The Cool Kids of Mission

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Sometimes I feel like “missional” is the new cool kids club.

Maybe I was the only lead pastor in the world who was not “in” the cool kids club in school but if I was not maybe you can resonate. I really wanted to be in the club. I tried hard to be in the club in fact, especially trying to do and wear the right things.

So in the mid 80s, to be in the club, you wore Sebagos, Polo shirts, tight rolled jeans (which if you were a girl were Guess and if you were a boy were something other than the Lee jeans I wore) and had a perfect yet flowing part in your hair.

I was raised by a single mom with very little money and although she wanted to be able to give me those things I found that by the time we were able to save up and buy that stuff it was the late 80s and the requirement was parachute pants, suede Pumas with fat shoelaces and a boom-box that you could hold on your shoulder. It was so hard to break-dance in my Sebagos, but we had just gotten them.

Then by the 90s, when my grandfather had built me a break-dancing stage out of linoleum in my backyard and I had finally gotten the guts to sneak an EZ-E tape into my room, low and behold some band named Nirvana was on the scene and I needed to get a flannel shirt and some Converse All-Stars. Jeesh, I just could not keep up.

No matter how hard I tried, it seemed like I could never keep up with the fact that in some room somewhere the cool kids club had changed the rules and now I was not doing the “right thing”.

Even as I write this, I know that this is more my issue than the cool kids club, but sometimes I feel like in some room there is an elite team of super-missional people who keep changing the rules on what it means to be missional in the church. Jeesh, I just can’t keep up.

Sometimes as I read articles, books, and blogs I start to get frustrated and even feel like certain forms of missional are now the 1985 Sebago and the cool kids club is on to the 1990s missional Nirvana. I hear about churches who are trying to be missional, giving away book bags, maybe even having an event for their community or serving in some way that apparently stopped being cool in 2009, and I get excited only to find out that there is a new and right way to be missional. Didn’t you read the latest book that tells you what missional really is, Pastor? Uggh.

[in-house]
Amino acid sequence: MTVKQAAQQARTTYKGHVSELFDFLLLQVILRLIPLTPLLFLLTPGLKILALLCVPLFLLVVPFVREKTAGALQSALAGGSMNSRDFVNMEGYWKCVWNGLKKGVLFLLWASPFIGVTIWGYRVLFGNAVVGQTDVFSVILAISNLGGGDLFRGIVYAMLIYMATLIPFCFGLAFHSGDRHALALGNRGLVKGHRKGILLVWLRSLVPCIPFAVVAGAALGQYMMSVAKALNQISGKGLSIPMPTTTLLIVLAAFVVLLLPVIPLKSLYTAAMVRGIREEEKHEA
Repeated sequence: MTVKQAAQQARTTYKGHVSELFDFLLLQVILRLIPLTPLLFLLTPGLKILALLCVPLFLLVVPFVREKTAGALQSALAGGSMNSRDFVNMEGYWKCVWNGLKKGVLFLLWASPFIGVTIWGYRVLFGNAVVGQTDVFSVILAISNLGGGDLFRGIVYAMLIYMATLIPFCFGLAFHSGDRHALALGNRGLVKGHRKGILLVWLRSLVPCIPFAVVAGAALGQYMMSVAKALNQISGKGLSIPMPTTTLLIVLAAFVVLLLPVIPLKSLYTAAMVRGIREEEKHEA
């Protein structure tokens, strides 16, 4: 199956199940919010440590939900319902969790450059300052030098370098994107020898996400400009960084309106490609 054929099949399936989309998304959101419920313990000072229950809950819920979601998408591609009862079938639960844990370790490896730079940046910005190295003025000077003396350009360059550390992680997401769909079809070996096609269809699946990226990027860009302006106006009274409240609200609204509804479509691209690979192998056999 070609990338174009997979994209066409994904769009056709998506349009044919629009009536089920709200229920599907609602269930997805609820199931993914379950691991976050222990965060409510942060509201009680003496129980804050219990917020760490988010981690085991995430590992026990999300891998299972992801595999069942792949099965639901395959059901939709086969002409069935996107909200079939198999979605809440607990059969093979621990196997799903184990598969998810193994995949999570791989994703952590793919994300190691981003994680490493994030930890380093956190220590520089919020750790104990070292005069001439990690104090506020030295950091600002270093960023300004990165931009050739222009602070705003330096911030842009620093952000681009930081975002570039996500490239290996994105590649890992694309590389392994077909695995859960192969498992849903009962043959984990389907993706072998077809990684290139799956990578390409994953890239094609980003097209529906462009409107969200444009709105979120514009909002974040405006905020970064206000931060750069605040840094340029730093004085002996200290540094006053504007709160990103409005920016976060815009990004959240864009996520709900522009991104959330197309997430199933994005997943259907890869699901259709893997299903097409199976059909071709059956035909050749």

It becomes frustrating where the boots are on the ground because what I see is that churches all over the country have finally cast vision for actually caring for the people who don’t attend their churches. They are learning from other churches and even sometimes (gasp, oh the horror) just copying them because at least it gives them a head start, and now it’s not “it” anymore, well unless you do “it” the new way. And it may just be me but I feel like by the time some churches are able to turn the ships towards the new thing we will be onto a “new” new thing.

I own my dysfunction, my desire to be in the club and even my desire to have people think we are the “fill in the blank” of the latest cool kids label for churches. I also own the fact that sometimes (but I don’t think often) I and other pastors do the right things for the wrong reasons—but now it seems I can’t keep up anymore with what the right things are. So after I break through that part that is just me and my idols, I wonder if we could just concentrate on doing something for the right reason—which is a love for our communities.

Would God be displeased with a church that serves through an antiquated method, maybe even holds a break-dancing competition, with a heart that breaks for lost people? In fact, it may be that God is not using people to get the mission done but that molding the hearts of his people is the mission.

I will never forget the day that my mom took me to Barron’s Shopping Store to buy me my Sebagos. I was old enough to know the tide had changed and they were really not popular anymore. But I knew that my mom cared enough for me to save her money and give me something of worth. I think there are a ton of churches offering 1980s Sebagos in mission and God is very pleased. Hopefully they'll learn to break-dance soon, even if the cool kids have moved on to Nirvana.

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Shawn Wood planted Freedom Church in Moncks Corner, S.C. in 2011, and is the author of two books: 200 Pomegranates and an Audience of One and Wasabi Gospel.

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